The slam of a screen door is reassuring, irritating, and wonderful. It’s nostalgic, a bit of Americana and home.
One late afternoon, our almost-four-year old was playing next door. It was time to come home, so I called his name, and then realized he must be in their house. I gave a whoop and called his name again.
Throughout the years, family and neighbors have learned when this Mom gives a whoop or rings the old school marm’s bell, someone had better come on the double. And, so it happened. I heard the porch screen door slam and a little voice holler, “I’m here, Mimi.” I was reassured that he was home, safe and sound.
I suspect my mother felt irritation when she heard her screen door slam, because what we heard was, “Why do you always have to slam that door?” The screen doors on our homes were the “modern” aluminum ones that rattled like flimsy tin cans tied together. The bottom panel was usually dented and loose from kicking it open and closed when her arms were full of groceries or golf equipment. The upper screen wasn’t much tighter.
My grandmother’s screen doors were made with wooden frames with a wooden strip waist high and a vertical piece supporting it. The screen door on the porch was the first one you came to after climbing the steep stone stairs and rounding the corner to pull the Captain’s bell, announcing your arrival.
The porch was an add-on to the New England saltbox and, throughout the years, had sagged so that the door was not only wedged shut, it had multiple layers of dark green paint sealing its fate. Right next to it was a screen door that went directly into the dining room. Sometimes it stuck at the bottom, so if you were in a hurry and not being careful, the top would open, but not the bottom and you’d walk into the edge of the door–a painful experience. The screen was usually bowed from constantly missing the T support when you ran out of the house to play.
My screen doors are wooden like my grandmother’s. They make the same nostalgic slam hers made and sometimes stick at the bottom. I did add a spring to the horizontal piece, though. It adds a nice vibrating twang when it slams. After we’d bowed the screen, I added a “push-me” board with stenciling on it, to keep the screen from being pushed out completely.
Often after grocery shopping, my husband will let my guide dog and me out of the van part-way up the hill and we’ll walk the rest of the way. When I hear my neighbors aluminum door rattle, I know I have one more driveway to go. When my guide dog stops, I feel for my unique wooden mailbox, give him a kibble for doing a good job, and we head up my driveway. Once in the house and the screen door slams behind us, I know we are home, safe and sound.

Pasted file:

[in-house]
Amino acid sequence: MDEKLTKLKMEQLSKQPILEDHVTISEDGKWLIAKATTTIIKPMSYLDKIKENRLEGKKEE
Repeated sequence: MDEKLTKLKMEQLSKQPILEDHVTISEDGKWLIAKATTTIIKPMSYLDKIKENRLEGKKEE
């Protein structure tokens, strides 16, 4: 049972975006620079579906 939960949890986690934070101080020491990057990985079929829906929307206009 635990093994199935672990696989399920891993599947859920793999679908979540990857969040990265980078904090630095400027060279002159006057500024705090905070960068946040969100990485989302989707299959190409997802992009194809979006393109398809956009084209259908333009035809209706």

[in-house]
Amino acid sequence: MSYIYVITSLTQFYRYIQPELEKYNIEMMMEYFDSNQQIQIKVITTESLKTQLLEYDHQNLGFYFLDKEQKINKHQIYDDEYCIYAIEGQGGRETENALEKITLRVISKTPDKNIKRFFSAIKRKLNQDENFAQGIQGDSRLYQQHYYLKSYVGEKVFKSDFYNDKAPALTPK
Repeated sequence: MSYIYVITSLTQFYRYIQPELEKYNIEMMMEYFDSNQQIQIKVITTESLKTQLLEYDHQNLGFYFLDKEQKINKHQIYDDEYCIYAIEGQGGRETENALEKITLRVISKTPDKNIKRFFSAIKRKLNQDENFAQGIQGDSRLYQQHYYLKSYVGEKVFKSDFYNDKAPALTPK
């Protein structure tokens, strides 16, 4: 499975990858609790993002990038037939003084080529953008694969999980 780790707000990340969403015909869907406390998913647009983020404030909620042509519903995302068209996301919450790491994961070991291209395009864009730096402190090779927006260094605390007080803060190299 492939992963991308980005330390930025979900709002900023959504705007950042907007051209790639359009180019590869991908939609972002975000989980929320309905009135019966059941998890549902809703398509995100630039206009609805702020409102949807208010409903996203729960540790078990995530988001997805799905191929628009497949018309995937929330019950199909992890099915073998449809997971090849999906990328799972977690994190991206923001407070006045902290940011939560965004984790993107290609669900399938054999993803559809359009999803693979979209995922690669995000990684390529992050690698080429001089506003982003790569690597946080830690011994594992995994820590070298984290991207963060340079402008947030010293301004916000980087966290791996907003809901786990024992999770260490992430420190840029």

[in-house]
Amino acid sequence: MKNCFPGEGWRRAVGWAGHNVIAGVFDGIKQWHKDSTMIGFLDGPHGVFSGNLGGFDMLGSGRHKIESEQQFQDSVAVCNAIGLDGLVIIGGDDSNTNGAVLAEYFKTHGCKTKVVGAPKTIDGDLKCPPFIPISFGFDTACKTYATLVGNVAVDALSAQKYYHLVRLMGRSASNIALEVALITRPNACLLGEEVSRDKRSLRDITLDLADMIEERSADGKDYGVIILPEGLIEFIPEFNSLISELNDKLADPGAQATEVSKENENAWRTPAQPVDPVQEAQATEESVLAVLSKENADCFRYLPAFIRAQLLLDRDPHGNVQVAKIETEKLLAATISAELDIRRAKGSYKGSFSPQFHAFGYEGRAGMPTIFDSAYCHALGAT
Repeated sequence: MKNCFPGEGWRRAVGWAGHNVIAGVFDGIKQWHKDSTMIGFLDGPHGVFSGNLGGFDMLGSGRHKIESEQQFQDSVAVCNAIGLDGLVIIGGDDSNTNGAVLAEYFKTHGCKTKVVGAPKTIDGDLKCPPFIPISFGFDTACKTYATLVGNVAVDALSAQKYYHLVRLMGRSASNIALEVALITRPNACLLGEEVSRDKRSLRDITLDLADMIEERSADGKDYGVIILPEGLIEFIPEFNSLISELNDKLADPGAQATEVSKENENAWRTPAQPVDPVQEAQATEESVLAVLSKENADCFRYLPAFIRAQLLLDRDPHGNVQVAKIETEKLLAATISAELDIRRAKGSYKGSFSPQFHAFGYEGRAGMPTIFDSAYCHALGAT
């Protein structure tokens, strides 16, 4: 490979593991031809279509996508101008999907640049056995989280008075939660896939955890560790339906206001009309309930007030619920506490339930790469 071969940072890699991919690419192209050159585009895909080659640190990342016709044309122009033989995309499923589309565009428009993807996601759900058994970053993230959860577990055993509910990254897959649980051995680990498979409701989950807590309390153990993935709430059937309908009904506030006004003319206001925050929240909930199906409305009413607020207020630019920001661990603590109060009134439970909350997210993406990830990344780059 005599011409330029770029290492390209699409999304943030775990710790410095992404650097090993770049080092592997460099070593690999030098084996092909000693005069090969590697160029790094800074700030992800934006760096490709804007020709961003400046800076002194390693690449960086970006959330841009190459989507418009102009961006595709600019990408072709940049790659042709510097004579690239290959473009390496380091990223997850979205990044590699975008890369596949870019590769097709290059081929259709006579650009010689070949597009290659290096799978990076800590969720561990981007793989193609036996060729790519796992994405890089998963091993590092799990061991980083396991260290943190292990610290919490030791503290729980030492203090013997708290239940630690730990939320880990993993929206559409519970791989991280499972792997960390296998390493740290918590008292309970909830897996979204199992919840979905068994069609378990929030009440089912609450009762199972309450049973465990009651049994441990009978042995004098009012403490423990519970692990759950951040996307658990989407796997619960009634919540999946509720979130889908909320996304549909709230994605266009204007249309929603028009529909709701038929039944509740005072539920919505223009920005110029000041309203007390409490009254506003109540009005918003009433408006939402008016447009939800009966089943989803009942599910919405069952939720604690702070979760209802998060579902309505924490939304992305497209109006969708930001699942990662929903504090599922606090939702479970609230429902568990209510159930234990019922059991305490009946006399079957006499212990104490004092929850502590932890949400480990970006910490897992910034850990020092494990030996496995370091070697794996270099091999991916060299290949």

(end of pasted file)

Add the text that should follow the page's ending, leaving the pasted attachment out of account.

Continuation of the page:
Archive for June, 2011
The slam of a screen door is reassuring, irritating, and wonderful. It’s nostalgic, a bit of Americana and home.
When Damian Lopez Alfonso was just 13, he was obsessed with kites. Today, he still brags that he was the best at locating kites amongst his friends. Although that hobby was abruptly curtailed, he eventually picked up another activity where he also excelled. The transition was anything but seamless, though, and Mr. Alfonso is actually lucky to be alive. One day when he and a friend attempted to retrieve a kite with a catchy drawing, he received the shock of a lifetime.
The kite was caught in the power lines above a building, and the boys decided to remove it with the aid of a metal rod. As they approached, Mr. Alfonso’s companion got cold feet and tried discouraging him, too. Unfortunately, valor won over discretion that day, and he took charge. When the rod and power lines touched, he was electrocuted and received severe burns to his arms, face, and torso. He was hospitalized for the next year, and today he lives with no forearms and a disfigured face.
Twenty-one-years later, Mr. Alfonso’s new love is bike racing, and he aspires to compete in international Olympic competition. With no forearms, he is still able to balance, steer, and travel at tremendous speed, using his elbows to press the brakes and shift gears. He has already been victorious in several local tournaments in his native Cuba, racing against able bodied cyclists. Olympic competition is another story though, because according to Olympic standards his bike is illegally assembled. In order to operate his brakes and gears, his handle bars must be turned upside down so they can be closer to him.
Mr. Alfonso’s determination has touched many people, and they have joined his campaign in a major way. Complete strangers have donated money for him to travel to New York for doctor’s visits, and doctors are trying to fit him with prosthetic arms free of charge. If they find something that works, Mr. Alfonso may be competing in the 2012 Paralympic Games in London. He is registered to compete in Canada next month, which is one of the qualifiers he needs to be eligible for next year’s games. In the meantime, he tried some prosthetic arms during a ride in New York’s Central Park earlier this month. He quickly became frustrated, and was quoted in a New York Times article saying, “I’ve ridden my whole life the other way, and now I can’t brake. I don’t know why I need this. Why do they have this stupid rule?”